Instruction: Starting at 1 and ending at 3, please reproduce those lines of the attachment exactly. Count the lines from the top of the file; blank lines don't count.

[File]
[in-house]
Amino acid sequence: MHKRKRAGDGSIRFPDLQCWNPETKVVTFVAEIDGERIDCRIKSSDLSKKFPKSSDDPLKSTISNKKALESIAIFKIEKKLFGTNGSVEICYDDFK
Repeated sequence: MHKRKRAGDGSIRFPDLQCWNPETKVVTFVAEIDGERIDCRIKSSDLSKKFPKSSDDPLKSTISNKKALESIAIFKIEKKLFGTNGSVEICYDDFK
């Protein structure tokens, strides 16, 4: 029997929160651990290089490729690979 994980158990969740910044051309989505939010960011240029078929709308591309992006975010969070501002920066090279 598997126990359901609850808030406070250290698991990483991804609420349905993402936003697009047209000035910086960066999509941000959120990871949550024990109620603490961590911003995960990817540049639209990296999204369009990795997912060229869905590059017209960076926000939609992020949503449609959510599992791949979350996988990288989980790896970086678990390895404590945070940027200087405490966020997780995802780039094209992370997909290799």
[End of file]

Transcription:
[in-house]
Amino acid sequence: MHKRKRAGDGSIRFPDLQCWNPETKVVTFVAEIDGERIDCRIKSSDLSKKFPKSSDDPLKSTISNKKALESIAIFKIEKKLFGTNGSVEICYDDFK
Repeated sequence: MHKRKRAGDGSIRFPDLQCWNPETKVVTFVAEIDGERIDCRIKSSDLSKKFPKSSDDPLKSTISNKKALESIAIFKIEKKLFGTNGSVEICYDDFK